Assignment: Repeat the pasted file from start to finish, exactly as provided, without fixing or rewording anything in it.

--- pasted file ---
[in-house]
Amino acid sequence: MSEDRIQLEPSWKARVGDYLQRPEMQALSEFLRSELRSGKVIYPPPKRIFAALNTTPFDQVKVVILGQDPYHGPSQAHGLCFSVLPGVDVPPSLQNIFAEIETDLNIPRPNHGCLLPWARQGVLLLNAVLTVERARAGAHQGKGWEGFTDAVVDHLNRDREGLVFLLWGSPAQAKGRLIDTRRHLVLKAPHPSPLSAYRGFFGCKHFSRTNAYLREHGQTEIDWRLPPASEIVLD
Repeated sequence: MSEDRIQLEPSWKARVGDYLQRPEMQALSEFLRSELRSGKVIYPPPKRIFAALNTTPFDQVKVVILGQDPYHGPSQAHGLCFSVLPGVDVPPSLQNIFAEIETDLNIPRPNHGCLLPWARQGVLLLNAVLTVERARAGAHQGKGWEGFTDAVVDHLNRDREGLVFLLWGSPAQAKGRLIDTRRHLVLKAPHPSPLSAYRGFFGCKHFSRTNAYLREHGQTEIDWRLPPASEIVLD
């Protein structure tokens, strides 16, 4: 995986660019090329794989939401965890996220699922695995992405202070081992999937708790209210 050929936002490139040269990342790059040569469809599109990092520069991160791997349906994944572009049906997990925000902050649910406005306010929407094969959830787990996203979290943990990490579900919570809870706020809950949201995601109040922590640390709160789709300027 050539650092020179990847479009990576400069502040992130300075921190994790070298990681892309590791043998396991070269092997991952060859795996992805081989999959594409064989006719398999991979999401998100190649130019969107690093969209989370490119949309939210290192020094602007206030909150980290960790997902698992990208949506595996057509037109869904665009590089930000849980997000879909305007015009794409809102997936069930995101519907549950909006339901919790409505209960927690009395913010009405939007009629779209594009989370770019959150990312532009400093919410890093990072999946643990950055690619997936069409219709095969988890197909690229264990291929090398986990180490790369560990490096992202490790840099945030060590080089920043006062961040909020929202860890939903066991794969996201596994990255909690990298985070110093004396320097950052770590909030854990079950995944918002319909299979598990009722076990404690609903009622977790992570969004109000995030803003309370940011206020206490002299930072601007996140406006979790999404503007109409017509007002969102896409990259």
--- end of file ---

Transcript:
[in-house]
Amino acid sequence: MSEDRIQLEPSWKARVGDYLQRPEMQALSEFLRSELRSGKVIYPPPKRIFAALNTTPFDQVKVVILGQDPYHGPSQAHGLCFSVLPGVDVPPSLQNIFAEIETDLNIPRPNHGCLLPWARQGVLLLNAVLTVERARAGAHQGKGWEGFTDAVVDHLNRDREGLVFLLWGSPAQAKGRLIDTRRHLVLKAPHPSPLSAYRGFFGCKHFSRTNAYLREHGQTEIDWRLPPASEIVLD
Repeated sequence: MSEDRIQLEPSWKARVGDYLQRPEMQALSEFLRSELRSGKVIYPPPKRIFAALNTTPFDQVKVVILGQDPYHGPSQAHGLCFSVLPGVDVPPSLQNIFAEIETDLNIPRPNHGCLLPWARQGVLLLNAVLTVERARAGAHQGKGWEGFTDAVVDHLNRDREGLVFLLWGSPAQAKGRLIDTRRHLVLKAPHPSPLSAYRGFFGCKHFSRTNAYLREHGQTEIDWRLPPASEIVLD
């Protein structure tokens, strides 16, 4: 995986660019090329794989939401965890996220699922695995992405202070081992999937708790209210 050929936002490139040269990342790059040569469809599109990092520069991160791997349906994944572009049906997990925000902050649910406005306010929407094969959830787990996203979290943990990490579900919570809870706020809950949201995601109040922590640390709160789709300027 050539650092020179990847479009990576400069502040992130300075921190994790070298990681892309590791043998396991070269092997991952060859795996992805081989999959594409064989006719398999991979999401998100190649130019969107690093969209989370490119949309939210290192020094602007206030909150980290960790997902698992990208949506595996057509037109869904665009590089930000849980997000879909305007015009794409809102997936069930995101519907549950909006339901919790409505209960927690009395913010009405939007009629779209594009989370770019959150990312532009400093919410890093990072999946643990950055690619997936069409219709095969988890197909690229264990291929090398986990180490790369560990490096992202490790840099945030060590080089920043006062961040909020929202860890939903066991794969996201596994990255909690990298985070110093004396320097950052770590909030854990079950995944918002319909299979598990009722076990404690609903009622977790992570969004109000995030803003309370940011206020206490002299930072601007996140406006979790999404503007109409017509007002969102896409990259």